Based on extensive research in the Russian archives, this book examines the Soviet approach to the Vietnam conflict between the 1954 Geneva conference on Indochina and late 1963, when the overthrow of the South Vietnamese president Ngo Dinh Diem and the assassination of John F. Kennedy radically transformed the conflict.

The author finds that the USSR attributed no geostrategic importance to Indochina and did not want the crisis there to disrupt detente. Initially, the Russians had high hopes that the Geneva accords would bring years of peace in the region. Gradually disillusioned, they tried to strengthen North Vietnam, but would not support unification of North and South. By the early 1960s, however, they felt obliged to counter the American embrace of an aggressively anti-Communist regime in South Vietnam and the hostility of its former ally, the People’s Republic of China. Finally, Moscow decided to disengage from Vietnam, disappointed that its efforts to avert an international crisis there had failed.

Ilya V. Gaiduk (1961–2011) was a Senior Research Fellow, Institute of World History, Russian Academy of Sciences, Moscow. He had been a Fellow at the Woodrow Wilson Center in 2005–6. He was also the author of Divided Together: The United States and the Soviet Union in the United Nations, 1945–1965, which was published in 2012 in the Cold War International History Project series.


1. The Origins

2. To Divide or Not to Divide

3. Making Peace at Geneva

4. From Support to Cooperation

5. Neither Peace nor War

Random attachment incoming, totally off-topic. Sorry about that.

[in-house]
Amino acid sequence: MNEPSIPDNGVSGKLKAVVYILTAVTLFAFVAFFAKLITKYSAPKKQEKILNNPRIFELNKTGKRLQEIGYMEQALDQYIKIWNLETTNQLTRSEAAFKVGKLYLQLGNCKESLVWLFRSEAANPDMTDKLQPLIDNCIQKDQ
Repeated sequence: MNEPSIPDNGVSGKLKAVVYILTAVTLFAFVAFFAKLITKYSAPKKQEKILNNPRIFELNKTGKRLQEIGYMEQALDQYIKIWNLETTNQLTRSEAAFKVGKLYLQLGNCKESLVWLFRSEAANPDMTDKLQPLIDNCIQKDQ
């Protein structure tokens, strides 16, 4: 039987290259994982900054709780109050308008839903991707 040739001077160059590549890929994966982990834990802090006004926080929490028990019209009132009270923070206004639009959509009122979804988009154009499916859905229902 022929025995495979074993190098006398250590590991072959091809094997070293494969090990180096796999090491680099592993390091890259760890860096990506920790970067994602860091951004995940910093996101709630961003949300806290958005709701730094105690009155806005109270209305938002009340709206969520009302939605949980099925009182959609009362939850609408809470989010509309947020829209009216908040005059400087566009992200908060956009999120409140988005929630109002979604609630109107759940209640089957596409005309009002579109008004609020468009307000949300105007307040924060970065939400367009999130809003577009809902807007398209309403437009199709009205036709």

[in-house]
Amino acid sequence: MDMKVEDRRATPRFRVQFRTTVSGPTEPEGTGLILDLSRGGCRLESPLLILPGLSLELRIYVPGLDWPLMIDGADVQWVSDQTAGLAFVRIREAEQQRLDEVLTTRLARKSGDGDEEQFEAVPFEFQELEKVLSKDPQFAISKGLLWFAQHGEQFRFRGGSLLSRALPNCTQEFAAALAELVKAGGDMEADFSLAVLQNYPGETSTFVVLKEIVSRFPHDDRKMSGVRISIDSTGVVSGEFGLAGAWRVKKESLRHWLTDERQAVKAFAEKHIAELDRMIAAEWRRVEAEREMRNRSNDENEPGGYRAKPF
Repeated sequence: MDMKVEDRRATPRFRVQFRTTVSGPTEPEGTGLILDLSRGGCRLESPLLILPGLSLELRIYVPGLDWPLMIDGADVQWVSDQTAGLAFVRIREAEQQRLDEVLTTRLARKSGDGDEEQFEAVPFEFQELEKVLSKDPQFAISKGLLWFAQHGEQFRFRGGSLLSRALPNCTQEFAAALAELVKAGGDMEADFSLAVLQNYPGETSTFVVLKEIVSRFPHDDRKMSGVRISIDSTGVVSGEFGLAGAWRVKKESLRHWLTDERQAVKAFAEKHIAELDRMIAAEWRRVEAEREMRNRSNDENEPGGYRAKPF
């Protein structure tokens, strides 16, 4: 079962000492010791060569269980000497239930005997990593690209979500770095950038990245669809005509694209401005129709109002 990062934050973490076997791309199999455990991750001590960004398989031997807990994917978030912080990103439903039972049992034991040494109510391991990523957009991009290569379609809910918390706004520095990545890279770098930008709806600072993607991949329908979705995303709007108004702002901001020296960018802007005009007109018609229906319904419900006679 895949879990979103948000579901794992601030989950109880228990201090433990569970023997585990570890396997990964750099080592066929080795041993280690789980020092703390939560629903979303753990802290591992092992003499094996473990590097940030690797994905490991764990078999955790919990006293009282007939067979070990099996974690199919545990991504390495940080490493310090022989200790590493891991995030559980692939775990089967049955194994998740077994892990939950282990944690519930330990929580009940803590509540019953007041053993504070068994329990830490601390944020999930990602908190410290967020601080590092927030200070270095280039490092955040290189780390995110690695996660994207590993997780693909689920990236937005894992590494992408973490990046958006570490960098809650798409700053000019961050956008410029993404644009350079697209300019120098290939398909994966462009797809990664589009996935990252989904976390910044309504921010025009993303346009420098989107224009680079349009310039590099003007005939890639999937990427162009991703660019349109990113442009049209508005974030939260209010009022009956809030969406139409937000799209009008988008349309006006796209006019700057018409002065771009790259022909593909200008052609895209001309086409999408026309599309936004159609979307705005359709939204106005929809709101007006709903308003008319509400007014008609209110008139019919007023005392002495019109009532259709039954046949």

6. If the Fractured Friendship Collapses

7. Crisis in Laos

8. Back to Geneva

9. A Disposition to War


“The subject is intrinsically important. The best features of the book are Gaiduk’s utilization of archival documents. I found the materials on Geneva and Laos to be truly fascinating—I was learning as I turned each page.”—Larry Berman, University of California, Davis, and author of No Peace, No Honor: Nixon, Kissinger, and Betrayal in Vietnam

“From the time of the war itself, jounalists and scholars have attempted to decipher Soviet policy toward the conflicts in Vietnam and Laos from printed sources, mostly the Soviet press and speeches of top Soviet leaders. This is the first work solidly grounded in Soviet archival material. It will immediately supplant all prior studies on the subject.”—George Herring, University of Kentucky

“...the book is excellent, well researched and written, providing a perceptive analysis of this complicated crisis.”—The International History Review

“Gaiduk’s clearly written and well-researched study is a rich and substantial contribution to the literature of the Vietnam War.”—Journal of Asian Studies